Texas-based Retro Studios posted to Twitter yesterday that it is hiring an art director for Metroid Prime 4. The listed responsibilities of the position include setting the artistic vision of the game and collaborating with Nintendo on successfully achieving that vision.

It’s pretty typical stuff as far as job postings go, but the timing carries unfortunate implications. Retro’s tweet just barely missed the two-year anniversary of the game’s barebones, logo-only unveiling at E3 2017, and in the time since its announcement development on the game has been shaky. It was a no-show at E3 2018. The first word of it this year came from Nintendo General Manager Shinya Takahashi, who explained in a video release in January that development on the game had been moved to Retro Studios, who were starting from scratch under the supervision of Prime 2 and 3 producer Kensuke Tanabe. In April, Retro posted its first wave of job openings related to the title, which included an art director, lead character artist, and physics engineer, among others. Now, two months later, they either still haven’t filled that art director position, or are looking for additional staff for that role. Even after all this, Metroid Prime 4 is evidently still very early in production.

It’s a bummer for anybody who’s been eagerly awaiting the first installment in the Metroid Prime series since 2007’s Metroid Prime 3, but also probably the best call for everybody involved, developers and audience alike. Metroid Prime 4 was reportedly being developed by Bandai Namco, who have a storied relationship with Nintendo that includes development on GameCube brawler Star Fox: Assault as well as Super Smash Bros. for 3DS and Wii U. In his explanation of the project’s hard reset, though, Takahashi specified that Nintendo simply wasn’t happy with the game’s progression, and didn’t think it would be a worthy addition to the Prime series if it continued down the path it was on. The last major console Metroid title was 2010’s oft-maligned Other M, so Nintendo is clearly being careful to deliver the highest quality title they can realistically offer.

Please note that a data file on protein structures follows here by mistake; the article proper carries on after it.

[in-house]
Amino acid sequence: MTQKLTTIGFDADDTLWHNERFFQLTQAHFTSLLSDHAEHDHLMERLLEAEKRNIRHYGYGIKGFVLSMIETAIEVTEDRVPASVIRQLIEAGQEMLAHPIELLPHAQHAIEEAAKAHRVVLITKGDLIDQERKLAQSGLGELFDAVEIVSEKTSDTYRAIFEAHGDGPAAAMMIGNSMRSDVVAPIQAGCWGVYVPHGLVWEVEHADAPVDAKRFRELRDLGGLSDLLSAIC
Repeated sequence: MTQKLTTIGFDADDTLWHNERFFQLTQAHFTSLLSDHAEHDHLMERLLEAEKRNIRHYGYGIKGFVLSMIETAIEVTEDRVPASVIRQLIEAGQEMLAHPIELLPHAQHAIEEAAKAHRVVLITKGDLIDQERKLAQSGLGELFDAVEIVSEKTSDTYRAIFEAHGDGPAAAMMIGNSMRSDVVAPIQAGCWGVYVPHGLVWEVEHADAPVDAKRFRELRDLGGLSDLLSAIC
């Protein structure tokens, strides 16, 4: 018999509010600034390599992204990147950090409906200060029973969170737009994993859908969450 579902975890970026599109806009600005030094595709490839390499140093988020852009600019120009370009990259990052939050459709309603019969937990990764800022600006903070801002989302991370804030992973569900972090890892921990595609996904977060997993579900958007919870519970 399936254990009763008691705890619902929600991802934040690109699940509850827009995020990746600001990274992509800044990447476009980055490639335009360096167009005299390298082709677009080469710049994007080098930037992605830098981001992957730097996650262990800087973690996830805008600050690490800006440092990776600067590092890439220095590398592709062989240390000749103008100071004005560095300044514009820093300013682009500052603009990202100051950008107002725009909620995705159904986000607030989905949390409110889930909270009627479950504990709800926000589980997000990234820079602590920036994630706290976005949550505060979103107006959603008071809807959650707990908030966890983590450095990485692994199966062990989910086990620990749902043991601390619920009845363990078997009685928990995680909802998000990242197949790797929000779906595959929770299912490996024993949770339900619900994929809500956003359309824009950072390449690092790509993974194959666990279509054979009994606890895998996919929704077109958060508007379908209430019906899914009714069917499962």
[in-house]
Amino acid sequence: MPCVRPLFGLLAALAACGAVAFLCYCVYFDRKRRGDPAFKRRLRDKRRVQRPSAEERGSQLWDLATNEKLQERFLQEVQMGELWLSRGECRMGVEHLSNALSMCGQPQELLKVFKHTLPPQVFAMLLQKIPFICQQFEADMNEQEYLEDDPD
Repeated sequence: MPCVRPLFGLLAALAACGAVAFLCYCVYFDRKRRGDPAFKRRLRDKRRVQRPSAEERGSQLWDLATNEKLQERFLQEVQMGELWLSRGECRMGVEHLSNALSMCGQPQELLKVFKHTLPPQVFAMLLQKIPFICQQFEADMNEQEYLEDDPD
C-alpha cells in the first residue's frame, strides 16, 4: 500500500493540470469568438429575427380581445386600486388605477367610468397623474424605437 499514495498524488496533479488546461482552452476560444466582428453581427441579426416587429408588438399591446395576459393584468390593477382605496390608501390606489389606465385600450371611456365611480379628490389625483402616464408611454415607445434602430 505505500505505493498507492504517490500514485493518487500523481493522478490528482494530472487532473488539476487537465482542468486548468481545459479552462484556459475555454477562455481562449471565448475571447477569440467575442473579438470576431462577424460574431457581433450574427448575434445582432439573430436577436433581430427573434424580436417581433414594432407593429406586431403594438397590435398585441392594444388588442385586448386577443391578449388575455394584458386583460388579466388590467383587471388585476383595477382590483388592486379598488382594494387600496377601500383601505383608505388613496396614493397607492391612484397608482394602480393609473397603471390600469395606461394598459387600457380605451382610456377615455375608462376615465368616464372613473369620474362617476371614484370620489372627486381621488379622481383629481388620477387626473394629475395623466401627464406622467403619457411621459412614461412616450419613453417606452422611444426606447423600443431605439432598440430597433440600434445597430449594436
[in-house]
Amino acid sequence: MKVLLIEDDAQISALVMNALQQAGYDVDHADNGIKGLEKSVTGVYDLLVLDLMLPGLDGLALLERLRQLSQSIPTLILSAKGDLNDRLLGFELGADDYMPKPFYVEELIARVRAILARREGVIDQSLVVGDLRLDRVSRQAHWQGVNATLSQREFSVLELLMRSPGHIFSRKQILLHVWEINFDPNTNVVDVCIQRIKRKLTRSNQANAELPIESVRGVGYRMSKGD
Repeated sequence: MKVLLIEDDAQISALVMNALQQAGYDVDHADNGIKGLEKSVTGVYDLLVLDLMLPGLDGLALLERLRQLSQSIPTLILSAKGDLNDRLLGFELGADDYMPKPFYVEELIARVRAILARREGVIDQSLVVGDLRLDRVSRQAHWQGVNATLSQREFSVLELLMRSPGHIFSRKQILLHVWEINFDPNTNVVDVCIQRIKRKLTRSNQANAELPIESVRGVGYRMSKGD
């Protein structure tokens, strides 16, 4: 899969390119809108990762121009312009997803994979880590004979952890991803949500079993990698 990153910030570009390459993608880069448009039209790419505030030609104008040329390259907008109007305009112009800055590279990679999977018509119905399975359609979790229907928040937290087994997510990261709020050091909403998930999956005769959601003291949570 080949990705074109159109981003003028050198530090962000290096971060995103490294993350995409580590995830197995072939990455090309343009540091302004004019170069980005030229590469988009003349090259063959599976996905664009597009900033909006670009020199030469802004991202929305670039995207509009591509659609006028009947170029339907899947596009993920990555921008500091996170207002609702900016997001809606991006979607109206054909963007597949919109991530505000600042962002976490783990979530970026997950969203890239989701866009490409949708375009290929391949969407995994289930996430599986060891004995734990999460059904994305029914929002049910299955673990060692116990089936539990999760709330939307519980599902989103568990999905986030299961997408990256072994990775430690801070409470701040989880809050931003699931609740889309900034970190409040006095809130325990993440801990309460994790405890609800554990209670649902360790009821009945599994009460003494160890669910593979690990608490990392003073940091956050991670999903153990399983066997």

At E3 2019 Nintendo also announced that the upcoming Animal Crossing: New Horizons would be delayed until March 2020, in order to “ensure that the game is the best it can be.” In interviews following the announcement, Nintendo of America president Doug Bowser further specified that the delay would enable the game’s staff to “have good work-life balance,” a powerful antidote to an industry plagued by devastating crunch. In a way, Shigeru Miyamoto’s Nintendo 64-era quip that “A delayed game is eventually good, but a rushed game is forever bad” is becoming a part of the company’s development ethos. With a little bit of patience, this attitude will eventually benefit everybody.

Metroid Prime 4 comes out for the Switch, eventually.

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